Klam's piece was part of the Journal's occasional series in which writers review new alcohol brands. One example of how the Saturday WSJ is often more interesting and readable than the Sunday New York Times, the alcohol reviews show that booze makes for good writing.
Such was the case, well, not a case, just a bottle, with Klam's piece on trying Nelson's First 108 Tennessee Whiskey. Spanning family history, community ties and the joy and sorrow of time's passage, the piece evoked the finely turned essay that once flourished in newspapers.
I did some research into Klam, and found that on July 4, he'd publish a new novel "Who Is Rich?" The old mental flashbulb flicked on; Klam at the turn of the 21st century had been one of America's hottest young writers after publishing a series of short stories in the New Yorker collected in the book "Sam the Cat."
After the heralded arrival of that book in 2000, Klam had not published anything of significance.
The arrival of "Who Is Rich" received a burst of attention, but the book deserves more. Klam's comic novel is an essential guide to our wounded, confused, information-overloaded society. While taking place during the summer of the 2012 election when Mitt Romney won the Republican nomination, the book examines fissures in the American social structure that culminated in the age of Trump.
The book's first-person narrator, Rich Fischer, is a conflicted hero/anti-hero, endearing as he struggles with a maelstrom of existential dilemmas and bad ethical choices. An illustrator for a magazine that sounds like the New Republic, Fischer had gained early success with a popular graphics novel now out of print. Most of the book unfolds at one of those artistic/writers conferences where amateurs pay big money to receive instruction from arts professionals.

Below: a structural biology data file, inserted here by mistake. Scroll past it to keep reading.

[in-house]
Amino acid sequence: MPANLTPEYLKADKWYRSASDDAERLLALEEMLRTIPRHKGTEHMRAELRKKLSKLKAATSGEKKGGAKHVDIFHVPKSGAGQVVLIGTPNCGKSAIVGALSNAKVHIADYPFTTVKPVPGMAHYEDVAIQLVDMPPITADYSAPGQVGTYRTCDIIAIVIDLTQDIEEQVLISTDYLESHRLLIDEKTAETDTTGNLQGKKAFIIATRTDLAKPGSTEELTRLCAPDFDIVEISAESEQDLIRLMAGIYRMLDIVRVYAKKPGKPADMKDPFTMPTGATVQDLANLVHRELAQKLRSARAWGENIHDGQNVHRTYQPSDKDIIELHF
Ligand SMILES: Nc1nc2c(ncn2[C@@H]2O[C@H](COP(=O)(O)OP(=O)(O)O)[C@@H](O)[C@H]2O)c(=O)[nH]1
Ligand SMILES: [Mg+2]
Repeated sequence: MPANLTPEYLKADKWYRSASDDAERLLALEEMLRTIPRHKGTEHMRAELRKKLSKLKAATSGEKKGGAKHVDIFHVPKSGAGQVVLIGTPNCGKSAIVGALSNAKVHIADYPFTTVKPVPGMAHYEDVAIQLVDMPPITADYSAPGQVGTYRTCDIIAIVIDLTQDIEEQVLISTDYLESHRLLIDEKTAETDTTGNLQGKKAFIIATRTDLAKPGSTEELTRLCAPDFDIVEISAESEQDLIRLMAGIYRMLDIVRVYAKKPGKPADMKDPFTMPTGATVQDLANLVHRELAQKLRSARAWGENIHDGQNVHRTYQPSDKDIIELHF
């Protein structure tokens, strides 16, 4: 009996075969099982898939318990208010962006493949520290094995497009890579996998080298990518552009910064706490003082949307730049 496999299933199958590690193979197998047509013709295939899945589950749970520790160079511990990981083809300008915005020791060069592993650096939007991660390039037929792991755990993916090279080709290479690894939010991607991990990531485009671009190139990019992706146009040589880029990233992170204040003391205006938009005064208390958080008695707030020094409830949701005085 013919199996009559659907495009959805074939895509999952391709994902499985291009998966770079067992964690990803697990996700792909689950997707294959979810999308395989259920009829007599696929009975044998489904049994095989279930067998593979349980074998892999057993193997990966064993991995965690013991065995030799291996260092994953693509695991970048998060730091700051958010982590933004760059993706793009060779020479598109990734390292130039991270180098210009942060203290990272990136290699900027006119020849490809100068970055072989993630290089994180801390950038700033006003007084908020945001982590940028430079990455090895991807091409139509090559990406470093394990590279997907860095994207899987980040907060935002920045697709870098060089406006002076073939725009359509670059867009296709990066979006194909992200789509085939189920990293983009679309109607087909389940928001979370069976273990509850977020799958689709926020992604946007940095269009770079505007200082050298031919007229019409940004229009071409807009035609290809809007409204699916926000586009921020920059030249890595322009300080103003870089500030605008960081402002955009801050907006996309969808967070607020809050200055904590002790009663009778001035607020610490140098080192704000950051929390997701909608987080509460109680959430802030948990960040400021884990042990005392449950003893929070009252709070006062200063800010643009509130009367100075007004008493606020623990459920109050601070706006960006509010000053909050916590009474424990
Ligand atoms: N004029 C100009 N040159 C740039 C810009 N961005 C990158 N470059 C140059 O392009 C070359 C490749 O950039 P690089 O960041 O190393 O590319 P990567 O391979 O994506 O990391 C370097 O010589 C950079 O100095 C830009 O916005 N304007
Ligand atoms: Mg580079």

Riding his early success, Fischer still teaches at the conference, held at a seaside resort. Locked into a struggling marriage, the father of two young children, and beset with the financial uncertainty of America's freelance economy, Fischer meets a glamorous wealthy student at the conference and falls into a voluptuous relationship with her.
Enhanced by John Cuneo's illustrations, such as the one above, the book illuminates a range of American economic and social conflicts, drawing laughter etched with pain.
While Klam fans might bemoan his long silence, "What Is Rich" fulfills his early brilliance. The book brings forth the new American language of our time.